Comfort Food

My son came for a visit last week. I assumed one of the reasons was to enjoy some of my cooking. Why else leave sunny Rome for cloudy Sulzburg? I asked if there was anything he would particularly like, and he said no, which left it up to me.  IMG_20180226_0837565

I enjoy cooking. It’s partly a control issue. I have a well-deserved reputation as a picky eater, and if I am the one doing the cooking then I am sure I will like what is being served.

Probably the first solid food my son ever tasted, several months before his first birthday, was a Liberian dish known simply as “greens.” In Liberia those are collard leaves that are used to make a spicy stew. Collard leaves aren’t common in Canada, but I found spinach to be an acceptable substitute. It seemed to make sense, to me anyway, that I should make him some greens – I doubt he can get them in Italy. .

What makes greens special is the pepper Liberians use. It is definitely hot. I made my own once, using a mortar and four-foot-long pestle and managed to burn my hands when some of the pepper splashed on them. I’ve never seen the stuff for sale here or in Canada, but I do have a small supply on hand. IMG_20180226_0837405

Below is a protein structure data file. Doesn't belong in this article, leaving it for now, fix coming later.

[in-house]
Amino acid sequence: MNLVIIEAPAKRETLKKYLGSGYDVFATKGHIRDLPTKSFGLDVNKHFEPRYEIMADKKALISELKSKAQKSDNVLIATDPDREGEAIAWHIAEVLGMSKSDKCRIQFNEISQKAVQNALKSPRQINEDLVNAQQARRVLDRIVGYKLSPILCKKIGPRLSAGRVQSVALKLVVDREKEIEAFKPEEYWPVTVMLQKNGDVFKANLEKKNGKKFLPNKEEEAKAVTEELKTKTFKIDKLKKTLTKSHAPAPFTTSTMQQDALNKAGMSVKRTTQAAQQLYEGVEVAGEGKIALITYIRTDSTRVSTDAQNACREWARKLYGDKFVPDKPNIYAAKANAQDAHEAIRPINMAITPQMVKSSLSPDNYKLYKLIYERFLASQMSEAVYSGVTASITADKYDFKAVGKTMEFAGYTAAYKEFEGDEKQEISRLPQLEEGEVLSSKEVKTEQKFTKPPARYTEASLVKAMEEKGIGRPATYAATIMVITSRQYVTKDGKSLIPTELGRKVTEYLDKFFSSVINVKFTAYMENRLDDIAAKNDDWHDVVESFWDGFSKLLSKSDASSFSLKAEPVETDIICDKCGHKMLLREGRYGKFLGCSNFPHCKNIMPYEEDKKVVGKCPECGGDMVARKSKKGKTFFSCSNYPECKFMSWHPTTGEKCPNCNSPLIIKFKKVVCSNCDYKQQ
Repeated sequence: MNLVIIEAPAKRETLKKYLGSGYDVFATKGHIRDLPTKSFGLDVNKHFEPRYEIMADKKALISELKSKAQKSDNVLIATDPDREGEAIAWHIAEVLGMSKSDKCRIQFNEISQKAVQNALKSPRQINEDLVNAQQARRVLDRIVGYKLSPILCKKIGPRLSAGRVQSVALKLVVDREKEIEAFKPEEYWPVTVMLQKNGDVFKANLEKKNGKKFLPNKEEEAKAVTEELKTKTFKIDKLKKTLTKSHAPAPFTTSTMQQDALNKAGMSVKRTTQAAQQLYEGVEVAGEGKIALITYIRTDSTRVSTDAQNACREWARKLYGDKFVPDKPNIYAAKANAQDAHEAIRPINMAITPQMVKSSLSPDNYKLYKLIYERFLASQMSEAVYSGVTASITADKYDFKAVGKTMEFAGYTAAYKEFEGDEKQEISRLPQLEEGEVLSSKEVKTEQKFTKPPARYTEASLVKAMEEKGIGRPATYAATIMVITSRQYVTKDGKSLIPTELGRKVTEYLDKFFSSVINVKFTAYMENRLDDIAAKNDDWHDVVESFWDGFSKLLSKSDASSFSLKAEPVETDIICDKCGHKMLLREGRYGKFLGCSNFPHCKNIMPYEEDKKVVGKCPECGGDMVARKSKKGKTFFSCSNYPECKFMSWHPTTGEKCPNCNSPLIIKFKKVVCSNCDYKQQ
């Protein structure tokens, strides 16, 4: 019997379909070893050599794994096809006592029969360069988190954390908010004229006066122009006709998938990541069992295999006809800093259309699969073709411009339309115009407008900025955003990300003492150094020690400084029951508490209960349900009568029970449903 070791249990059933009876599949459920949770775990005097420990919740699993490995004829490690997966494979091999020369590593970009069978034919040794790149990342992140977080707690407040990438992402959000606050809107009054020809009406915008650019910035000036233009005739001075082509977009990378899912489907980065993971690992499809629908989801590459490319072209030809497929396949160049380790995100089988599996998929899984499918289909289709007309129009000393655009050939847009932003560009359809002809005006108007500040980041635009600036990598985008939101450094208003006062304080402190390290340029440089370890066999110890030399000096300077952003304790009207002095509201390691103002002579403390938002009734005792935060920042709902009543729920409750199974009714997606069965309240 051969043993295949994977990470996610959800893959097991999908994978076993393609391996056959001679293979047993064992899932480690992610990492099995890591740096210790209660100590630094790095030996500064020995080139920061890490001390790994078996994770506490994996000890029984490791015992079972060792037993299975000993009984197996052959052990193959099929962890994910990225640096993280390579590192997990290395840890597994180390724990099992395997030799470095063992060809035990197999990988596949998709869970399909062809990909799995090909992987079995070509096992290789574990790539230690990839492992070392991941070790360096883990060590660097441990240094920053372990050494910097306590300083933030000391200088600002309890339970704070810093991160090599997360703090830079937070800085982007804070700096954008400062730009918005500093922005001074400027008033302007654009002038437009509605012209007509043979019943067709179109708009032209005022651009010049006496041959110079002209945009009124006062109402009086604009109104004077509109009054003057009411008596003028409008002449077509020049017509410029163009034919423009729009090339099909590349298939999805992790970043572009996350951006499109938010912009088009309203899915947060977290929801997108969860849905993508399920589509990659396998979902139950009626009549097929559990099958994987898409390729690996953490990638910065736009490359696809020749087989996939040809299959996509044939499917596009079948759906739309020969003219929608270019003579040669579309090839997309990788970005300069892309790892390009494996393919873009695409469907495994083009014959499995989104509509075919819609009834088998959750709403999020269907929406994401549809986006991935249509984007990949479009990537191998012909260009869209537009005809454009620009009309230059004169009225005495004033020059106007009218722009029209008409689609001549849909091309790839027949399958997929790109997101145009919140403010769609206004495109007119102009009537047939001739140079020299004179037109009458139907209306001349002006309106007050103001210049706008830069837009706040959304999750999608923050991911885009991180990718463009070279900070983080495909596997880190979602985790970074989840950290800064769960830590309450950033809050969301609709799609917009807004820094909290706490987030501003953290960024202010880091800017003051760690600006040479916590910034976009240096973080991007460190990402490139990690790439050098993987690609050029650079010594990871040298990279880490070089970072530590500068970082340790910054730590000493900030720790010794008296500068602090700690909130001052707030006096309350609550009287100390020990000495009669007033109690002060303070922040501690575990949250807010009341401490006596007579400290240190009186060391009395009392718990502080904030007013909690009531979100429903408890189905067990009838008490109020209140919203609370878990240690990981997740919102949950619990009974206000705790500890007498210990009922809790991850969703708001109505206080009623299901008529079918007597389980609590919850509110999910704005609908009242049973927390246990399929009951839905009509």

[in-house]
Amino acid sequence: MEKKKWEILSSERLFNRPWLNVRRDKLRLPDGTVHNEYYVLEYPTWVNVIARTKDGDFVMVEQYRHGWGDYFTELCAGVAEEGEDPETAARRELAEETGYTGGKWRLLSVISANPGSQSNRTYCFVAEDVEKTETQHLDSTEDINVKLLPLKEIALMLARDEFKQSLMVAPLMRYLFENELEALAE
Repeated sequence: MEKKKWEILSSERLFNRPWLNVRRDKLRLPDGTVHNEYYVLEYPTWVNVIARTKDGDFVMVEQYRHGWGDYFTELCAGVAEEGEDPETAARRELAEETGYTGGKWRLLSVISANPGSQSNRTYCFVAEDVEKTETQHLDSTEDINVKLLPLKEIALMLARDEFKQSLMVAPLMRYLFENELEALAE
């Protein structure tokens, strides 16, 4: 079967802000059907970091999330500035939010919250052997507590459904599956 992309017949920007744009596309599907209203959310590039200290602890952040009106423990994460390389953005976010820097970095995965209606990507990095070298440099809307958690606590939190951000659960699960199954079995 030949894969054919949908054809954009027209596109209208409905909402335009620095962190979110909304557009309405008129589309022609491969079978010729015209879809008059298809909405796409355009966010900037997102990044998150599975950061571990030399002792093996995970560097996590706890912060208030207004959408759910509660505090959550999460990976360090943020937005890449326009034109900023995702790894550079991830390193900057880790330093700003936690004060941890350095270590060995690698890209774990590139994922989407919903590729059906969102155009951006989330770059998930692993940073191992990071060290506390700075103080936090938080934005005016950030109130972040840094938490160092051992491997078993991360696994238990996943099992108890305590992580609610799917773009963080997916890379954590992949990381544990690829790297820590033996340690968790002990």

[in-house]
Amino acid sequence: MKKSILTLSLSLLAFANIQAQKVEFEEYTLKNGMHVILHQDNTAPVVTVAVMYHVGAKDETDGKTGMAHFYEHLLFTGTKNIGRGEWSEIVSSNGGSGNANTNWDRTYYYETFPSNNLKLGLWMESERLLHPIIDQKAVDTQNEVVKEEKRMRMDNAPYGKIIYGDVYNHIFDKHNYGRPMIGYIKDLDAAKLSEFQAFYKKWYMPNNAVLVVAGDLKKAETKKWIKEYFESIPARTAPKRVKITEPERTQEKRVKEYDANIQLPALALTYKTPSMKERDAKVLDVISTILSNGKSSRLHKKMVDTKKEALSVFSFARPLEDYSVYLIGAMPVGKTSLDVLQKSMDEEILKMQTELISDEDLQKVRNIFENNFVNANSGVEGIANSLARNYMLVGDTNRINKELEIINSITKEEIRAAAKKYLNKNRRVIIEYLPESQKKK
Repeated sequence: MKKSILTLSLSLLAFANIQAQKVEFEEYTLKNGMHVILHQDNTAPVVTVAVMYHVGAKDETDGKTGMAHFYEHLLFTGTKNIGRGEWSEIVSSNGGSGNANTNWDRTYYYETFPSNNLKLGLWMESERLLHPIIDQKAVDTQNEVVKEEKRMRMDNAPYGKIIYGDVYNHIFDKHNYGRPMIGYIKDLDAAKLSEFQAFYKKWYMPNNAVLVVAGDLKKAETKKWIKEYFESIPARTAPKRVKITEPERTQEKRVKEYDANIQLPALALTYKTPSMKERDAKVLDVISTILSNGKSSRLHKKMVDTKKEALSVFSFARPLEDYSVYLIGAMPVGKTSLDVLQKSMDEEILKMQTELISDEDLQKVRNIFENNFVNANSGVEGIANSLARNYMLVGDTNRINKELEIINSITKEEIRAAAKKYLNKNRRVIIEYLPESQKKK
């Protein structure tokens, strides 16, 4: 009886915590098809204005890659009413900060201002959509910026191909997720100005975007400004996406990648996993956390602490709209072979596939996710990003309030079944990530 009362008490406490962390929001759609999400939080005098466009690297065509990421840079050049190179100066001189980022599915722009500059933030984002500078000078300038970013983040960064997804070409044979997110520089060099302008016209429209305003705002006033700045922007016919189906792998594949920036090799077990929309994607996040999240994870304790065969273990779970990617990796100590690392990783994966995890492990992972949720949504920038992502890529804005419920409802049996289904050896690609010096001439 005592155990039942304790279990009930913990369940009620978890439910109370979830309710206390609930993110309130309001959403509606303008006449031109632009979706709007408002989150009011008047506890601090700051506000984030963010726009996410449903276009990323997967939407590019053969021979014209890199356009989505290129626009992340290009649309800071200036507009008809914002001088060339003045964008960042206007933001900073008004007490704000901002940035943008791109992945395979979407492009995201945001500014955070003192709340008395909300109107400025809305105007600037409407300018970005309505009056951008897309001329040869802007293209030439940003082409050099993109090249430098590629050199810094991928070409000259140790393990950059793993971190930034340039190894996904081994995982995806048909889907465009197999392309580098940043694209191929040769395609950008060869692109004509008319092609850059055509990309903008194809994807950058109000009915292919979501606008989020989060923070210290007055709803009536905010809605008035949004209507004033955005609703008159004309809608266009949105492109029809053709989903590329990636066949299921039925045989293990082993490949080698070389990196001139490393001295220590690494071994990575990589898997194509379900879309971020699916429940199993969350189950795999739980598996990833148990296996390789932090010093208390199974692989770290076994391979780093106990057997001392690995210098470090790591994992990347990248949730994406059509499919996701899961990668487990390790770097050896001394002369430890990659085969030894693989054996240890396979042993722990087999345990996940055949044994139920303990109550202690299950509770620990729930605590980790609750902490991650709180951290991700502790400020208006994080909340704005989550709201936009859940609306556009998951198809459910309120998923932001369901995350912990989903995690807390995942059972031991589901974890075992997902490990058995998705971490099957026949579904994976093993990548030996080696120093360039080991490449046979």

I remember buying it – it was on my last visit to the Paynesville Supermarket, located in a suburb of Monrovia. It was April 1990, and we were preparing to leave the country, forced out by a civil war.

At the time I didn’t think I was buying a 30-year supply, though I hoped I could make it last for a year or two. However, once back in North America I found we weren’t eating as much spicy African food. What was daily when we lived there is now two or three times a year. So, my ground pepper has lasted me quite nicely, which in a way has surprised me.

I must confess that I have always been under the impression that hot pepper loses its potency over time. I think I heard somewhere that is true of spices, and just assumed pepper was included in that. Maybe this stuff has lost some of its zest, but less than, a teaspoon was enough to ensure a deliciously spicy meal. I wouldn’t serve it to people I hadn’t warned beforehand – in Liberia they use the pepper to punish wayward children. A grain or two directly on the tongue keeps kids in line.

While I was making the dish, which you serve over rice, I marveled at the staying power of the pepper. I’m not sure what I will do in a couple of years time when I finally run out of the stuff. It seems like overkill to fly to Liberia just to buy some pepper.

Maybe I can find an African store somewhere closer that stocks something similar. I hope so.

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